Pontiac's Conspiracy and Other Indian Affairs: Notices Abstracted from Colonial Newspapers, 1763-1765


The French and Indian War ended in victory for the English, and the French were forced to cede all of their forts, settlements and land-holdings east of the Mississippi River, save for New Orleans. This change of hands was followed by a flood of new English settlers eager to take advantage of fresh farm land and hunting grounds. The Indian tribes inhabiting these lands found themselves displaced by the new settlers, who, unlike the French before them, were unwilling to share the land. Pontiac, sachem of the Ottawa, resolved to resist the incursion and in doing so united all the Indian nations who had been in the French interest against the English. Known as Pontiac’s Conspiracy, this bloody Indian uprising overran and captured nine frontier forts in fifteen days and nearly usurped English control in the Ohio Valley.

This collection of Colonial newspaper abstracts allows the reader to experience the drama and uncertainty of Pontiac’s Conspiracy just as it was experienced by the Colonials who lived through it. These articles offer eye-witness accounts of soldiers and civilians massacred, houses and fortifications burned and English settlers fleeing east with only the clothes on their backs. Readers may ponder the enormous amount of preparation needed, and the myriad hazards encountered by troops dispatched on military expeditions into the frontier. The events described here occurred nearly a century before the practical application of the telegraph, and belated newspaper articles such as these were the only means by which the public could be kept informed of the depredations and disasters taking place all along the Ohio. It is easy to imagine the eagerness of Easterners awaiting their weekly papers and the latest news from the West, after skimming even a few pages of this text.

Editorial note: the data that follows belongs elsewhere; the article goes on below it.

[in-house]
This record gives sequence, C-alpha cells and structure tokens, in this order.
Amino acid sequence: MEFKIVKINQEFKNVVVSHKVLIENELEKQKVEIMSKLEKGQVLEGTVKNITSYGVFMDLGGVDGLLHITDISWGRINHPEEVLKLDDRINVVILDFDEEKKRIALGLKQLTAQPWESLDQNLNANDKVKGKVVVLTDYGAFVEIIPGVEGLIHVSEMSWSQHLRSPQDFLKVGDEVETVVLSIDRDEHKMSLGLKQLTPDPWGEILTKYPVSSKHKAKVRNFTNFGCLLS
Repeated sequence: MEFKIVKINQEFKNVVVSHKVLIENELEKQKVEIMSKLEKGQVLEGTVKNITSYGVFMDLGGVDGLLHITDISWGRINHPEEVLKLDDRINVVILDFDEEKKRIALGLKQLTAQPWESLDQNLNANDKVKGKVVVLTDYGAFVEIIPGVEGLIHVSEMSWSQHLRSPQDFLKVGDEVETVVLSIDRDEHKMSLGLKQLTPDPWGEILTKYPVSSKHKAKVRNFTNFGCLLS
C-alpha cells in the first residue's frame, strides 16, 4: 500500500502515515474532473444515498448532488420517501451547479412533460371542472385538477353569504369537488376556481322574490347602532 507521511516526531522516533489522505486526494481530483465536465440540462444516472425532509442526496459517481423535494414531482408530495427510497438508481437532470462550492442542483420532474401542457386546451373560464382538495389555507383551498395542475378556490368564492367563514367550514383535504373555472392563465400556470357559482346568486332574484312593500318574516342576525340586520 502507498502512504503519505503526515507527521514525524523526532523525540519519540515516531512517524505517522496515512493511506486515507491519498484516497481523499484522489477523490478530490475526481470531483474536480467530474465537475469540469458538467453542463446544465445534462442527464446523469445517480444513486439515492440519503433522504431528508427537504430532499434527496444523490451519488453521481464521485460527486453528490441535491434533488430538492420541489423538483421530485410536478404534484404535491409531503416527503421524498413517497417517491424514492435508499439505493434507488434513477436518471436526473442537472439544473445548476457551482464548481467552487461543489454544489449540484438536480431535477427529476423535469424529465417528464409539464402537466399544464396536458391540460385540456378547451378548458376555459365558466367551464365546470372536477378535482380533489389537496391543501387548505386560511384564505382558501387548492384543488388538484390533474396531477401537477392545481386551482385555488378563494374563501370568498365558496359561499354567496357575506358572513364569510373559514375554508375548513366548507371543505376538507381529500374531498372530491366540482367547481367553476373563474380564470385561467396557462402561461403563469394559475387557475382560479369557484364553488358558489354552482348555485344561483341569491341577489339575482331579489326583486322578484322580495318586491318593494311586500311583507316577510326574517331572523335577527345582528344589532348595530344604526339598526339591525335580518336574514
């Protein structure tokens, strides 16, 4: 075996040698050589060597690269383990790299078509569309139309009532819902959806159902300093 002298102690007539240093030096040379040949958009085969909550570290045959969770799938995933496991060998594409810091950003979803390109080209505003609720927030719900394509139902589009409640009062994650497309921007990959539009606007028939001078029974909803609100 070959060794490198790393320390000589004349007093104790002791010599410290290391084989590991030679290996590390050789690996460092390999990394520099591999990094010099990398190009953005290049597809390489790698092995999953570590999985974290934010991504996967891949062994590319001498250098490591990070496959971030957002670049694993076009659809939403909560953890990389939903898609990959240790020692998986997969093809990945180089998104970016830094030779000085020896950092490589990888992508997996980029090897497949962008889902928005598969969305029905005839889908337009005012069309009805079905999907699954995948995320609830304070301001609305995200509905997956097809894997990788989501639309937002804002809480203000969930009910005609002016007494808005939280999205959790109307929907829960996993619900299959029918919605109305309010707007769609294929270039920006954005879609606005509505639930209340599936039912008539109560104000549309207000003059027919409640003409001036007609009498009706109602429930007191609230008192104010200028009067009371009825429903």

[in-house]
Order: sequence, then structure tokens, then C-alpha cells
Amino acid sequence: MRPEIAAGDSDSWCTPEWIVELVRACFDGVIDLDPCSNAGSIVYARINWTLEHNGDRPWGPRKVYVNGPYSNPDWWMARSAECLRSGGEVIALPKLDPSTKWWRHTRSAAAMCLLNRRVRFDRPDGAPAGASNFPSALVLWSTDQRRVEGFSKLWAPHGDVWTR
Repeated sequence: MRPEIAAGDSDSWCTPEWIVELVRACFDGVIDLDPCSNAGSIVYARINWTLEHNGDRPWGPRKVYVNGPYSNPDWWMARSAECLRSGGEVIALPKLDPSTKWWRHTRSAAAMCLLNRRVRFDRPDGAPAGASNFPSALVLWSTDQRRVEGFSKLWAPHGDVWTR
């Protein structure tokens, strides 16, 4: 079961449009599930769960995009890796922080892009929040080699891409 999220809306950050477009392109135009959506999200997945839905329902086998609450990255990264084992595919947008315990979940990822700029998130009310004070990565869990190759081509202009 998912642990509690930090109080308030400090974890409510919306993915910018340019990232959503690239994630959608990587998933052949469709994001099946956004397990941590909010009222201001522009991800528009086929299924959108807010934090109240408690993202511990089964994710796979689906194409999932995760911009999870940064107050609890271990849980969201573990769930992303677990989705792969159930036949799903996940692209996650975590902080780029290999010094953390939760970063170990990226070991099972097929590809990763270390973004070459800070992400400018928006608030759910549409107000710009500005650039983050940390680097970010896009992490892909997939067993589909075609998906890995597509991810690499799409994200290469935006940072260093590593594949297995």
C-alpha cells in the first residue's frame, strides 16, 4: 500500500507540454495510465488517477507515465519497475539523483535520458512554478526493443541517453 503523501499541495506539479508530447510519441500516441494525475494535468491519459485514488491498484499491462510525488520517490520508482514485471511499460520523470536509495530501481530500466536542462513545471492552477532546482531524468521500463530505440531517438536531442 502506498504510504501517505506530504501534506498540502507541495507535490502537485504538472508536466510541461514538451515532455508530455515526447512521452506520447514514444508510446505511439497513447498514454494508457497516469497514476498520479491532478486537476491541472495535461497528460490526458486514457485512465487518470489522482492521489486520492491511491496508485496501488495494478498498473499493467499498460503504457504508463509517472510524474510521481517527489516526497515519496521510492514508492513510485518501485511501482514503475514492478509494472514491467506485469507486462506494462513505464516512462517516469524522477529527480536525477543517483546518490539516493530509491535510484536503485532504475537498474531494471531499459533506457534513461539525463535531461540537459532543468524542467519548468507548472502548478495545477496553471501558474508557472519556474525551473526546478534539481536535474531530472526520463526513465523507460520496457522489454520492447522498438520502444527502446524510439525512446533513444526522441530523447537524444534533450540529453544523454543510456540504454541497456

This is the sixth volume of abstracts compiled by Armand F. Lucier describing Indian affairs in Colonial America. Like the previous five volumes, it includes a full-name index.

Armand Francis Lucier

(2000), 2012, 5½x8½, paper, index, 332 pp.

ISBN: 9780788414602